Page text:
In season 1, Geralt is forced to make a wish and he wishes for love, which results in a torrid love affair between himself and Yennefer. When Yen discovers that the only person she's ever truly loved only made her feel that way because of a wish, she's heartbroken. Part of her desire to have a child is so she can be loved and have someone to love in return, unconditionally. While I don't have that particular problem, I understood her jealousy towards parents in a way I never had before my surgery. Yennefer felt as if she had given up a part of herself based upon a lie, while I felt that I was forced to give up a part of mine because of a frustrating healthcare system. The "choice" was never really ours, and it could easily lead to bitterness. It does for Yen, and sometimes I still fight that same anger myself.

Things change for Yen after she meets and spends some time with Ciri. Geralt and Ciri are bound by fate, as she is his child of surprise, and Geralt starts treating Ciri like his daughter pretty quickly. The grumpy, grunty wolf warms when Ciri's around, and his paternal side grows throughout the season. Like Yennefer, Geralt cannot have biological children, though his infertility is a result of the process used to turn people into witchers. Like Yennefer and myself, his infertility was a choice, but one made under duress and with complicating circumstances. Yennefer seems dubious of Geralt's care for Ciri at first, but then the two spend some time together and Yen starts exhibiting her own maternal instincts. She even sacrifices herself for Ciri, slashing her own wrists to become a vessel for Voleth Meir

Yen sees a lot of herself in Ciri. They're both powerful mages who have suffered and are mostly alone in a cruel world. Though their relationship status will eternally be "it's complicated," Yen and Geralt become Ciri's parents. After Yen's sacrifice, which she miraculously survives only because of Ciri, she tells Geralt that she would do it again in a heartbeat. He asks her to train Ciri, because Yen is the only one to have ever helped the girl control her magic, and Yen retorts "as if I'd trust her with anyone else." Yen loves Ciri and the hole in her heart has been filled, at least for now. They've forged a found family, and are all the better for it.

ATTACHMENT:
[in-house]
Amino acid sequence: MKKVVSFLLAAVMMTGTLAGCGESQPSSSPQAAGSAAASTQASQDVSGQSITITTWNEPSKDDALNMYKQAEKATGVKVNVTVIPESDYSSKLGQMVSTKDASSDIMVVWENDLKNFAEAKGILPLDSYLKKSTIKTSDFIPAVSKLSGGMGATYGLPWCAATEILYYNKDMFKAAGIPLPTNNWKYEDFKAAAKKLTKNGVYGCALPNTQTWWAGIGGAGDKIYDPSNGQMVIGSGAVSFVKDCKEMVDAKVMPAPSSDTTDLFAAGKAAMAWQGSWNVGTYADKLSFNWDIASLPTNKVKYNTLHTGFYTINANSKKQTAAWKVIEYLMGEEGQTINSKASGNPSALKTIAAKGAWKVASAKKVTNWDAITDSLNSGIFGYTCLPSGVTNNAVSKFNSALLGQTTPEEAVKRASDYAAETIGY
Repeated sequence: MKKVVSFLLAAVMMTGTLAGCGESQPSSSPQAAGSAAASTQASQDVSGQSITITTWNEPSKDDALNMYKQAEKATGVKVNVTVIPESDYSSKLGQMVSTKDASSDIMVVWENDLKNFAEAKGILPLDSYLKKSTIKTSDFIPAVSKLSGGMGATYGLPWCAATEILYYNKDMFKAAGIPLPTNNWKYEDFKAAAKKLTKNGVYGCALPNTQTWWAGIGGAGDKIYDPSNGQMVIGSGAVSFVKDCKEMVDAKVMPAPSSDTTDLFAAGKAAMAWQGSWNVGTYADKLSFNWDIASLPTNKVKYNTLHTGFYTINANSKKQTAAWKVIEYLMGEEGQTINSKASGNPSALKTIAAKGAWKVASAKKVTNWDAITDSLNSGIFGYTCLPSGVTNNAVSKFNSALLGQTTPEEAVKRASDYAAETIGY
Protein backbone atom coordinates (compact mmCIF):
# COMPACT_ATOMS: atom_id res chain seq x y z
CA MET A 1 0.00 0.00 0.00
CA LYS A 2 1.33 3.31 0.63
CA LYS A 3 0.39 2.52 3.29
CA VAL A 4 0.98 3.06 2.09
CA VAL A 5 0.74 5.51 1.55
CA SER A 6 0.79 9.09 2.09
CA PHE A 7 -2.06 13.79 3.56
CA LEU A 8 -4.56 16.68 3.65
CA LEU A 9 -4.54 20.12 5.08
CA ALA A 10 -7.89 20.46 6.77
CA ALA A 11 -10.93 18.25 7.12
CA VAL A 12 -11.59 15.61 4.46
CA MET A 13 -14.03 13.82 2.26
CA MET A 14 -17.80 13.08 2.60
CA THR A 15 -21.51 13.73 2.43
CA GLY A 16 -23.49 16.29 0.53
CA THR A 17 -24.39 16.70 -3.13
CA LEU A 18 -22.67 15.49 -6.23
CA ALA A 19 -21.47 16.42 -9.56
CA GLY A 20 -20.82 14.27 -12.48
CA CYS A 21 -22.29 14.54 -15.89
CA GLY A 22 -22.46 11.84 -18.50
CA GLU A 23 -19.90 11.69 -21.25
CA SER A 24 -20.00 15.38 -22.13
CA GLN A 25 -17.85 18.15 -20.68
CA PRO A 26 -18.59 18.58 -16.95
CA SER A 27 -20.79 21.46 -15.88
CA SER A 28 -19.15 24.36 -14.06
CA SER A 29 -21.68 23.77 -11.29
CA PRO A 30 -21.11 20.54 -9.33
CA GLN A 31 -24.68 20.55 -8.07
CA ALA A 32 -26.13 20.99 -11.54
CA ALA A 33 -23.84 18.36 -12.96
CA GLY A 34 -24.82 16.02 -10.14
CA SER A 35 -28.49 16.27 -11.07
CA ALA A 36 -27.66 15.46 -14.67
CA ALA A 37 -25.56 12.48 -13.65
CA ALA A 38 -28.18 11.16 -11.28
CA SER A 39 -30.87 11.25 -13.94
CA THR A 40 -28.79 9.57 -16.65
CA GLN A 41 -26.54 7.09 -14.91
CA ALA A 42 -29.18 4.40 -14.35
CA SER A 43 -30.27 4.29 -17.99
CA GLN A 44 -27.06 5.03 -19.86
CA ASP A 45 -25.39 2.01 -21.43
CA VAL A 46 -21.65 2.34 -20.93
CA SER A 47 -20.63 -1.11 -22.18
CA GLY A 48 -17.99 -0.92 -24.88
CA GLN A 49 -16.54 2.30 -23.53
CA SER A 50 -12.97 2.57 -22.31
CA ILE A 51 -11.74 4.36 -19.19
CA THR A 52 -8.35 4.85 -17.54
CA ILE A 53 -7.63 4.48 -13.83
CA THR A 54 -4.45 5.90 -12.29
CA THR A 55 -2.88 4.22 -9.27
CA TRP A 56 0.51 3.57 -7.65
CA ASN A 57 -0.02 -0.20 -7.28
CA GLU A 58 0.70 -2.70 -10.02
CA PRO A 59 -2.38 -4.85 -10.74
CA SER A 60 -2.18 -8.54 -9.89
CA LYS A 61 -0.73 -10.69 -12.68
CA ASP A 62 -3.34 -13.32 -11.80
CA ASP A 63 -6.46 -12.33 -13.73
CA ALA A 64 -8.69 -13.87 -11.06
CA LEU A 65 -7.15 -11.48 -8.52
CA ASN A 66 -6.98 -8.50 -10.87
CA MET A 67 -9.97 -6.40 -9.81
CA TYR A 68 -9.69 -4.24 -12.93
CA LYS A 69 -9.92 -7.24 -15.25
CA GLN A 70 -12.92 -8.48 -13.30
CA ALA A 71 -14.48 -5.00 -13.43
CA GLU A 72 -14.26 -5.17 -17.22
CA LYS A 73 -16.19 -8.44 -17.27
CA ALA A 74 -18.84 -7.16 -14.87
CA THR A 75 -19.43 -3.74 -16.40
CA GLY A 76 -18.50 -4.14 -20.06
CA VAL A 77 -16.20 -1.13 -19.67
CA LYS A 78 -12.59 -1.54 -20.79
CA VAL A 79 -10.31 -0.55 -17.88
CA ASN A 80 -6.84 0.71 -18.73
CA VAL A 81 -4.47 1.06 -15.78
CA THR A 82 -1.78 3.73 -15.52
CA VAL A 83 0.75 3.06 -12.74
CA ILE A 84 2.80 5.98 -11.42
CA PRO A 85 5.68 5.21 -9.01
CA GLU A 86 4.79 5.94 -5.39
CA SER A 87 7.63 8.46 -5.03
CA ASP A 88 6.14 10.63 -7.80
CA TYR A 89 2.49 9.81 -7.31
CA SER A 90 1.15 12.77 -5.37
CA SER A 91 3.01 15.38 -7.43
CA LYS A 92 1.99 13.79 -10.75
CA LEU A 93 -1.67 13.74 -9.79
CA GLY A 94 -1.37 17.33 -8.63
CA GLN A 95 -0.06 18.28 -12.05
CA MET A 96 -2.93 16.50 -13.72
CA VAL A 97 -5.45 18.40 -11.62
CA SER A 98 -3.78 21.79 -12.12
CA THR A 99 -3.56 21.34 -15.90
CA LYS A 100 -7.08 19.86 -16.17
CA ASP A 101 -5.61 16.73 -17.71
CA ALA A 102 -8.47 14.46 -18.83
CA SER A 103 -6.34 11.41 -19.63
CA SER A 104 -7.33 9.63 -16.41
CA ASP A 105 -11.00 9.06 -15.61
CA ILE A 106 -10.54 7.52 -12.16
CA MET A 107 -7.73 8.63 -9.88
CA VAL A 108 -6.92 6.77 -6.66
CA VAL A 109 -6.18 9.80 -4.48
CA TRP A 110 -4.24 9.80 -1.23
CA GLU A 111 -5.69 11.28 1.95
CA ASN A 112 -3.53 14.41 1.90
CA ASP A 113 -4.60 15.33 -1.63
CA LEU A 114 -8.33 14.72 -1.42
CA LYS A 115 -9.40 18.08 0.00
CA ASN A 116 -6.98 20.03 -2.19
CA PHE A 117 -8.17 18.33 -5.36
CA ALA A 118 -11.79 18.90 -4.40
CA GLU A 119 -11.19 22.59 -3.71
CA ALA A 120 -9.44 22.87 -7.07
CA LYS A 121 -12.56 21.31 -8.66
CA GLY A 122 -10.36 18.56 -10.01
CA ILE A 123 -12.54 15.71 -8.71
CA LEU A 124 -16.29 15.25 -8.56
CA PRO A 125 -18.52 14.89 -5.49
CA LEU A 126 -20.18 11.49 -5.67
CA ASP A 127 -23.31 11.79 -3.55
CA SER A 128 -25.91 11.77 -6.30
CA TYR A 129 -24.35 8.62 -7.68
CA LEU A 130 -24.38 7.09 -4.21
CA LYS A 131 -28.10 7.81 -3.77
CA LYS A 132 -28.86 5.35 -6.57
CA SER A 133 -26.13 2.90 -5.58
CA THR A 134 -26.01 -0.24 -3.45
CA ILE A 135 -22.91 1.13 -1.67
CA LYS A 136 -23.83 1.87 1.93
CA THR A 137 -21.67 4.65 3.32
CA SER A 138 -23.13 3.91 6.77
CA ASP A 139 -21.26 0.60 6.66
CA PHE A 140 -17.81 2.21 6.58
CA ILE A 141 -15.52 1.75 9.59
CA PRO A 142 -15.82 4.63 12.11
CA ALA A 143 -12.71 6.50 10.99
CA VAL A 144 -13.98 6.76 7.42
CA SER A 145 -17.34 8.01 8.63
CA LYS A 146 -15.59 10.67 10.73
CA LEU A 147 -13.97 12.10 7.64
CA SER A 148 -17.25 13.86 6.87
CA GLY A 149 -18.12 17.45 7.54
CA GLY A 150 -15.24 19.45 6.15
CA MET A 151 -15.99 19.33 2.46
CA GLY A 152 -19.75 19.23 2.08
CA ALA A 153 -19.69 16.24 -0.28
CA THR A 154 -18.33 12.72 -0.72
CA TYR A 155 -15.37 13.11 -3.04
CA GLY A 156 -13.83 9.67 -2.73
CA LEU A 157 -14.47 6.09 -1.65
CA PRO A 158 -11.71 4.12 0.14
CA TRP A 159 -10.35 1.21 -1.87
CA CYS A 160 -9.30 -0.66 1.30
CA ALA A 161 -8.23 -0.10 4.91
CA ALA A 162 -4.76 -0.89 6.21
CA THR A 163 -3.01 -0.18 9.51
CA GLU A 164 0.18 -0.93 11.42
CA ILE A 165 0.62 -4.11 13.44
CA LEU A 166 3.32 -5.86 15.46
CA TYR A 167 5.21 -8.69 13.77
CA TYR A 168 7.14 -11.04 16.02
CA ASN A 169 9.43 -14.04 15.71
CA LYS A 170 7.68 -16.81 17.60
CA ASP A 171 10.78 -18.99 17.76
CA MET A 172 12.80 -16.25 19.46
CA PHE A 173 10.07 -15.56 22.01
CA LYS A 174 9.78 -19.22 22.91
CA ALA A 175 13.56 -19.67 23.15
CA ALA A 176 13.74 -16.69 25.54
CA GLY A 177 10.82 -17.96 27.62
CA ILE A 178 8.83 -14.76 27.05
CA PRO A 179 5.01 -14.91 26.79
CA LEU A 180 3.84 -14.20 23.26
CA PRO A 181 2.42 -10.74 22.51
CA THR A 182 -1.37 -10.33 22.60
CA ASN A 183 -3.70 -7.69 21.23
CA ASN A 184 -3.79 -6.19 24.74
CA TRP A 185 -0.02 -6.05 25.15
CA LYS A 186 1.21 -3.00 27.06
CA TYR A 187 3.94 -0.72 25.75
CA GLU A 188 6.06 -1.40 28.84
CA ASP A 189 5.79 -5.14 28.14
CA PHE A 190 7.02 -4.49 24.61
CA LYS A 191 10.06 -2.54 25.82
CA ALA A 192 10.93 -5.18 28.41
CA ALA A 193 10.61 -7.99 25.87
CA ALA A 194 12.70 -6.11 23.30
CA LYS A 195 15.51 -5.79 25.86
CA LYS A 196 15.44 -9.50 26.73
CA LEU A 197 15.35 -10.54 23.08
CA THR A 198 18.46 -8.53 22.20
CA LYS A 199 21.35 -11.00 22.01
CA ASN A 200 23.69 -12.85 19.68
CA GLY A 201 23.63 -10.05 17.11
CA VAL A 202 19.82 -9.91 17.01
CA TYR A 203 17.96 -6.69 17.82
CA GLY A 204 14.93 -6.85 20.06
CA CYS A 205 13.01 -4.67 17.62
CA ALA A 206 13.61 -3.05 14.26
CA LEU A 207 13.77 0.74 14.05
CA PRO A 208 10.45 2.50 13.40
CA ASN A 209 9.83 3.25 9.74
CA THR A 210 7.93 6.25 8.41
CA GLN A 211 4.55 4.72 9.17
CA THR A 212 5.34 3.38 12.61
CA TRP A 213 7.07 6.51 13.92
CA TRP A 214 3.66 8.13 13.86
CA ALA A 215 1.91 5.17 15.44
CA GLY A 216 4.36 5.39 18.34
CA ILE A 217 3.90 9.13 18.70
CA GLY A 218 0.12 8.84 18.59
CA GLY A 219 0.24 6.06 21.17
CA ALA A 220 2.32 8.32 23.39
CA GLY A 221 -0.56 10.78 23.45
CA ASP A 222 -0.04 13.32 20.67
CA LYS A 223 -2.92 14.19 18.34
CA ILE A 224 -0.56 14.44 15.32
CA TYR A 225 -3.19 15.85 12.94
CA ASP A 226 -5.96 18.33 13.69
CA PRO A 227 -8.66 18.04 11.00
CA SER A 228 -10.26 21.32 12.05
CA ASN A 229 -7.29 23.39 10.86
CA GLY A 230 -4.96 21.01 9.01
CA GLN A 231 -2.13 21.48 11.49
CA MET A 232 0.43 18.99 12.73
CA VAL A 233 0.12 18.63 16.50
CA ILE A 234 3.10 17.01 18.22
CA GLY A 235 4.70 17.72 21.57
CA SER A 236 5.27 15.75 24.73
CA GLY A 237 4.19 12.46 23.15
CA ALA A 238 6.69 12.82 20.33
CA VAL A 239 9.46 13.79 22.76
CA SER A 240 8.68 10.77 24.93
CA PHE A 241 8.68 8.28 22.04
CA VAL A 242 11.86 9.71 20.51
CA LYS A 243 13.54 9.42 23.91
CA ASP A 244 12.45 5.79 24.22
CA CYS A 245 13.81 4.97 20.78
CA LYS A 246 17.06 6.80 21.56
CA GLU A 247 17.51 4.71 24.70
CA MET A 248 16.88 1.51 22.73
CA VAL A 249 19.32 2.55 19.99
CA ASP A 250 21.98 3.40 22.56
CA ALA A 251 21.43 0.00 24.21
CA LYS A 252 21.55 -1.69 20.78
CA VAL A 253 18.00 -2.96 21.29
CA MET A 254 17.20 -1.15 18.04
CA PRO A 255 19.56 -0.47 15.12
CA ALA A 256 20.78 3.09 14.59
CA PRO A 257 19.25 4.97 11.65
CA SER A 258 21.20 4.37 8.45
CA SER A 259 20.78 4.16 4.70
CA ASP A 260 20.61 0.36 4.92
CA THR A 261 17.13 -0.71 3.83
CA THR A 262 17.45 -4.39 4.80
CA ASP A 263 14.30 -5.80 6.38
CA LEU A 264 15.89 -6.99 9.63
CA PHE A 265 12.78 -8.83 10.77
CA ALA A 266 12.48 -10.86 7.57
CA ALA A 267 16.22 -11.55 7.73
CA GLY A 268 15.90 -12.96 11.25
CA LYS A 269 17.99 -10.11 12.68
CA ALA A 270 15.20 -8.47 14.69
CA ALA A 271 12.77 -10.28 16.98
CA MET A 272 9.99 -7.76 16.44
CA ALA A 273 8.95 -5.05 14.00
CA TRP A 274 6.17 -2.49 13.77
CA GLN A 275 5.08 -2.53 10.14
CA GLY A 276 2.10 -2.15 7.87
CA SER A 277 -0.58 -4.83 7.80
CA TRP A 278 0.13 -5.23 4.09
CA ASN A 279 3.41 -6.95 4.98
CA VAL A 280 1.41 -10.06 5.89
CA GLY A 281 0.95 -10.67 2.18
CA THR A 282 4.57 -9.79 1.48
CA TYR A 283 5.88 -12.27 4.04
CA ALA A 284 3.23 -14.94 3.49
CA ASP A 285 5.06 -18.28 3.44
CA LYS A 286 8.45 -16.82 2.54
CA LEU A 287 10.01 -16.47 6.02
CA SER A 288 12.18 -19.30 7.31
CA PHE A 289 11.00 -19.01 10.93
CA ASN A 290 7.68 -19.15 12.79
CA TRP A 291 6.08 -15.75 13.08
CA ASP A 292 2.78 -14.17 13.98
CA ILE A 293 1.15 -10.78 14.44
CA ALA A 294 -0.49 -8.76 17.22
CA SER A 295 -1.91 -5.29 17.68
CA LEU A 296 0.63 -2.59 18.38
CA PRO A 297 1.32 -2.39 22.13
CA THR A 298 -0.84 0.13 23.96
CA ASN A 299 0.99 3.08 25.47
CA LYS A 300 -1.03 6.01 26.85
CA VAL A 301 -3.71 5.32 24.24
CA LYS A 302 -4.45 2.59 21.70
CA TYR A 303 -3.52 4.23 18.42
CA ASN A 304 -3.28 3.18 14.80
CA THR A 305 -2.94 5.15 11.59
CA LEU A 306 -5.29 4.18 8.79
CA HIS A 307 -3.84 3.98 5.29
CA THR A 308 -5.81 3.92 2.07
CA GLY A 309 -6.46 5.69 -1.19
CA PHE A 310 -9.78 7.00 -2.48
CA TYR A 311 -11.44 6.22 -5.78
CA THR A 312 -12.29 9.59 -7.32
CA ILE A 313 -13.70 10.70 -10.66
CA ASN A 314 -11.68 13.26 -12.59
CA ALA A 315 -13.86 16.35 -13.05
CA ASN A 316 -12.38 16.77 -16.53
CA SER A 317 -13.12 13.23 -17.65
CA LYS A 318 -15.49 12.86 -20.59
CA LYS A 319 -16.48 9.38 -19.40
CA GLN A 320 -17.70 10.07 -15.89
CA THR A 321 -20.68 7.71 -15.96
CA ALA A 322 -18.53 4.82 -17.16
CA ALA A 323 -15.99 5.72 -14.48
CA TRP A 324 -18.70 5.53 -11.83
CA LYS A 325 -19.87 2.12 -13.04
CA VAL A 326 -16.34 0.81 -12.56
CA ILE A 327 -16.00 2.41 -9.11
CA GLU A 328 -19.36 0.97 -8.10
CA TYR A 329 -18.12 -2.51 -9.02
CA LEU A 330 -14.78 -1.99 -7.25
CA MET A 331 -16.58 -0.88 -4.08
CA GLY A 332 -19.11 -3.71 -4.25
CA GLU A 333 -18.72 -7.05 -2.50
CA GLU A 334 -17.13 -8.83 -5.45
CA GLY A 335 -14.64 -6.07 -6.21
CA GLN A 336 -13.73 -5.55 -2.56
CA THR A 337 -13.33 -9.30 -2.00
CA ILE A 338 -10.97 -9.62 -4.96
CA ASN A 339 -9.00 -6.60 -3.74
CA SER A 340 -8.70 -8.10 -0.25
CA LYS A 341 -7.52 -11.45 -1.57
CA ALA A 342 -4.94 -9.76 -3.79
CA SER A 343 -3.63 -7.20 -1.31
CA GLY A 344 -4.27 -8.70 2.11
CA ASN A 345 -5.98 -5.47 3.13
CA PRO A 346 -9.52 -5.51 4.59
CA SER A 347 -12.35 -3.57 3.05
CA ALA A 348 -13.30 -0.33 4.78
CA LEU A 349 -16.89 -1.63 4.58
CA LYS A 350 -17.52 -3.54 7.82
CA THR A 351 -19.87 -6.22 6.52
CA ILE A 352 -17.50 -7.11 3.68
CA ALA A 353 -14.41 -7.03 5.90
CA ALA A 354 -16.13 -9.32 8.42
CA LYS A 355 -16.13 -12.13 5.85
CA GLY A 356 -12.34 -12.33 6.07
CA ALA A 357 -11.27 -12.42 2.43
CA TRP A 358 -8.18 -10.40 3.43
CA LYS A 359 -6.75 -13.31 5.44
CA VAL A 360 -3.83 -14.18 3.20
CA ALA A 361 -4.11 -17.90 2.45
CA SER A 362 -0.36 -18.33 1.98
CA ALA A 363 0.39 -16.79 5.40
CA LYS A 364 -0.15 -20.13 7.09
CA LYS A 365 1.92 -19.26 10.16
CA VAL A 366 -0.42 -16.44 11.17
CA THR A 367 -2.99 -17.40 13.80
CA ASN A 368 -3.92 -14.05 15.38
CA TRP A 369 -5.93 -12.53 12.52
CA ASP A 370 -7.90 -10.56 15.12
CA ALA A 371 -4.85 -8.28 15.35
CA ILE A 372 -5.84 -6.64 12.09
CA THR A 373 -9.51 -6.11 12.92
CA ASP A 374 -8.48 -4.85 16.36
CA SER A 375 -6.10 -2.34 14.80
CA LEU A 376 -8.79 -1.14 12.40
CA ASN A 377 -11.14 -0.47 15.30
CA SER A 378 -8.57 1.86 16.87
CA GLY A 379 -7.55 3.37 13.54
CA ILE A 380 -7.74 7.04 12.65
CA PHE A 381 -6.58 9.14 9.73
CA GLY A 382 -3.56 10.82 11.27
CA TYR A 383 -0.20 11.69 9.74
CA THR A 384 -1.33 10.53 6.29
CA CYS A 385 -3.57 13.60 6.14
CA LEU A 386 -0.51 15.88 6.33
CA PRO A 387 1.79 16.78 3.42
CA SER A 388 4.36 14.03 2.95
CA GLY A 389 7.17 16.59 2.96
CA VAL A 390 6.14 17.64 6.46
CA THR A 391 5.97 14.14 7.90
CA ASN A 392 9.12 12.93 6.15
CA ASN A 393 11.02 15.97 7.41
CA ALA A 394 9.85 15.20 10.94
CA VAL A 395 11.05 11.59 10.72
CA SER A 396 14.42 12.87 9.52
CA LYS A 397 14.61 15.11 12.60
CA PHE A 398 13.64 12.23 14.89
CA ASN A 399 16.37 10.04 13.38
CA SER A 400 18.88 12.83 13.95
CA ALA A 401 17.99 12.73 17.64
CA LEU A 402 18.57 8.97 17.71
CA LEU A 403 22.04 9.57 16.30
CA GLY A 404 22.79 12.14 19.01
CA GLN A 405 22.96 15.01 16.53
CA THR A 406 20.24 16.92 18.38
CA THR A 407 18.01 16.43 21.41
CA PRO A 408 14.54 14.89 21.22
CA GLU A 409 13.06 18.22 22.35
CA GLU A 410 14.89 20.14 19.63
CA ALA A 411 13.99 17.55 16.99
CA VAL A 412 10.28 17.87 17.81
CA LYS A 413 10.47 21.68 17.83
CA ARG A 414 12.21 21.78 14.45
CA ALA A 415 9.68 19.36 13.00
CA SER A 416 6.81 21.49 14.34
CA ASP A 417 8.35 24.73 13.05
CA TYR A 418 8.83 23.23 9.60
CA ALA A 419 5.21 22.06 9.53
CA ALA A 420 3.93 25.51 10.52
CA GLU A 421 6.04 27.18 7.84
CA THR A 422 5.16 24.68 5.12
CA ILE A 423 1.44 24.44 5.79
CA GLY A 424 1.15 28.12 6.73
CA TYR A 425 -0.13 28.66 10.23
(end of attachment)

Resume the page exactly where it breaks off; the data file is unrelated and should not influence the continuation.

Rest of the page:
Forging My Own Family

Instead of spending too much time mourning what I've lost or growing bitter thinking that it could have been different, I've decided to take a page from the books of Yennefer, Geralt, and Geralt's adopted dad Vesemir. They all found their own way to be parents, and pretty good ones, too. While I'm not at the parenthood part of my own journey just yet, I'm no longer afraid that I'm forever missing out on an important experience. I can look to mentor younger people, and one day might adopt children of my own, though I have a feeling it will be more complicated than the law of surprise. 

 Art is a funny thing — sometimes the most powerful emotional punches can come from where you least expect it. Thanks to "The Witcher," I have a better outlook on my infertility, and I also have all of those sweet, sweet Geralt in a bathtub memes to make me smile.